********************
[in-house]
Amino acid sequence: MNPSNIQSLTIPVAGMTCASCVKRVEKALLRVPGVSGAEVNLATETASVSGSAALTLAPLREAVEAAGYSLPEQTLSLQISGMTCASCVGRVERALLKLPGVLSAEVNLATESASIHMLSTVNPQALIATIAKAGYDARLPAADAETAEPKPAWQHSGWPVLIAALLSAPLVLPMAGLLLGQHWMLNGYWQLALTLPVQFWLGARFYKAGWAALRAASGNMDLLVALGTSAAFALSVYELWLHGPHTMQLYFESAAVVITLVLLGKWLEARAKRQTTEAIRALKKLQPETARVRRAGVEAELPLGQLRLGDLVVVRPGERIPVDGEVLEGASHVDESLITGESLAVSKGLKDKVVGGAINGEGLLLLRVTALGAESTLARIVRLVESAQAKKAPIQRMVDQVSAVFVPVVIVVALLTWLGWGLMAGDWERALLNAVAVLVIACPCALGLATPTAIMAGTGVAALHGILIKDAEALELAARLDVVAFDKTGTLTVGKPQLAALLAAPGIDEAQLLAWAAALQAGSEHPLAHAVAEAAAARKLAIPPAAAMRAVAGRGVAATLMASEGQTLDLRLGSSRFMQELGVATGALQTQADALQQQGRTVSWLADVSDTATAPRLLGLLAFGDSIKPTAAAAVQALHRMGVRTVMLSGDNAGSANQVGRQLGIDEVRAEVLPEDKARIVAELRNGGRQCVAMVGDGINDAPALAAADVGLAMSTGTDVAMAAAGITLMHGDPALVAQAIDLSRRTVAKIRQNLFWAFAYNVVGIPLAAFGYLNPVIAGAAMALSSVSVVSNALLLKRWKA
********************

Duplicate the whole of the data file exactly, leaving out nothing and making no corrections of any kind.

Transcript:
[in-house]
Amino acid sequence: MNPSNIQSLTIPVAGMTCASCVKRVEKALLRVPGVSGAEVNLATETASVSGSAALTLAPLREAVEAAGYSLPEQTLSLQISGMTCASCVGRVERALLKLPGVLSAEVNLATESASIHMLSTVNPQALIATIAKAGYDARLPAADAETAEPKPAWQHSGWPVLIAALLSAPLVLPMAGLLLGQHWMLNGYWQLALTLPVQFWLGARFYKAGWAALRAASGNMDLLVALGTSAAFALSVYELWLHGPHTMQLYFESAAVVITLVLLGKWLEARAKRQTTEAIRALKKLQPETARVRRAGVEAELPLGQLRLGDLVVVRPGERIPVDGEVLEGASHVDESLITGESLAVSKGLKDKVVGGAINGEGLLLLRVTALGAESTLARIVRLVESAQAKKAPIQRMVDQVSAVFVPVVIVVALLTWLGWGLMAGDWERALLNAVAVLVIACPCALGLATPTAIMAGTGVAALHGILIKDAEALELAARLDVVAFDKTGTLTVGKPQLAALLAAPGIDEAQLLAWAAALQAGSEHPLAHAVAEAAAARKLAIPPAAAMRAVAGRGVAATLMASEGQTLDLRLGSSRFMQELGVATGALQTQADALQQQGRTVSWLADVSDTATAPRLLGLLAFGDSIKPTAAAAVQALHRMGVRTVMLSGDNAGSANQVGRQLGIDEVRAEVLPEDKARIVAELRNGGRQCVAMVGDGINDAPALAAADVGLAMSTGTDVAMAAAGITLMHGDPALVAQAIDLSRRTVAKIRQNLFWAFAYNVVGIPLAAFGYLNPVIAGAAMALSSVSVVSNALLLKRWKA